The National Defense Authorization Act re-authorization will hit the House Armed Services Committee for a vote this week. Currently in the Rules Committee, amendments are being considered, including one added by Rep. Mike Rogers (R-Ala.). The amendment changes parts of the Act that govern the selling of surplus military arms (specifically rifles) to the Civilian Marksmanship Program (CMP). While many have taken issue with the NDAA over “indefinite detention” some of those same naysayers are likely to applaud this measure if adopted into the final draft. On the other hand, there will also be those who will decry this move as unnecessary and risky, putting “military-grade” firearms on the street. So, what does this amendment actually do? Will surplus rocket launchers and belt-fed machine guns be flooding the streets? Not exactly.
The current NDAA provision allows for the selling of surplus military rifles to the non-profit, 501(c)(3) corporation, Civilian Marksmanship Program. The Civilian Marksmanship Program (CMP) is a national organization dedicated to training and educating U. S. citizens in responsible uses of firearms and airguns through gun safety training, marksmanship training and competitions, especially our youth who all too often learn about firearms from less than reputable sources like movies and video games. Rep. Rogers’ amendment will expand the available firearms from just rifles to include .45-caliber semiautomatic M1911 handguns as well. The same caliber SEMI-automatic 1911 that you can buy at any gun store today, except that these were originally military issue sidearms. If the amendment passes with the NDAA re-authorization, it could potentially make 100,000 military surplus 1911s available for the CMP to purchase for their training and marksmanship program. They would also be able to resell those not needed for training to CMP members. Some have claimed that this would put “untraceable handguns” into circulation, however CMP follows all federal and state laws regarding the sale of firearms, including NICS background checks, stated licensing and permit requirements and FFL transfers were required by the state.
In a white paper prepared for Congress the U.S. Army and DOJ expressed concerns about the expansion of the marksmanship program and the inclusion of the 1911 handguns. Specifically, the Army is concerned about loss of accountability of weapons after transfer to CMP; expanding the scope of CMP’s mission to include handguns; and the potential negative impacts on public safety from the large amount of semi-automatic and concealable pistols that will be released for public purchase. However, without a national database and firearm registration, the same could be said for practically every gun sold in America today. The DOJ concerns were equally unconvincing, citing public safety, which is boiler plate form letter for anything gun related, and traceability (again, boilerplate form letter concerns). However, the DOJ also expressed concerns regarding Gun Control Act (1968) compliance that could potentially derail the amendment. CMP is not a Federal Firearms Licensee and is currently only authorized to acquire and sell, without GCA interstate controls, .22 caliber rimfire and .30 caliber surplus rifles, air rifles and accessories.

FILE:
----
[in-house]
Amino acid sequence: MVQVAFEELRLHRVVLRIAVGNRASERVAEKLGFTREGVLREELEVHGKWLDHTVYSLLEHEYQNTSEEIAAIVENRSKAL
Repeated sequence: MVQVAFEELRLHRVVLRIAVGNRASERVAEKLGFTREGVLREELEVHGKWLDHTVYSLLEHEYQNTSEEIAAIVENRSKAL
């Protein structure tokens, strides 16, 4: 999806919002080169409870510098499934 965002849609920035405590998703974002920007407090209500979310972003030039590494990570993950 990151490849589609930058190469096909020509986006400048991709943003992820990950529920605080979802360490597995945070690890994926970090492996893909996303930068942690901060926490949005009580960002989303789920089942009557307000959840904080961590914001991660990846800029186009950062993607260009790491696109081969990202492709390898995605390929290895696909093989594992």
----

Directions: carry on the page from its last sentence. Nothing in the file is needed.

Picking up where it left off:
CMP History – In 1903 President Theodore Roosevelt and Congress established the National Matches and the National Board for the Promotion of Rifle Practice to support the idea that marksmanship skills developed through regular practice and competition would contribute to the nation’s defense. When the program expanded to make its competitions and military support available to civilians, it became commonly known as the “Civilian Marksmanship Program”. As the U.S. Army’s interest in marksmanship diminished after World War II, CMP increased its focus on fostering youth development through marksmanship. For over 90 years the Army and Department of Defense administered the program until Congress created the Corporation for the Promotion of Rifle Practice and Firearm Safety, Inc. in 1996.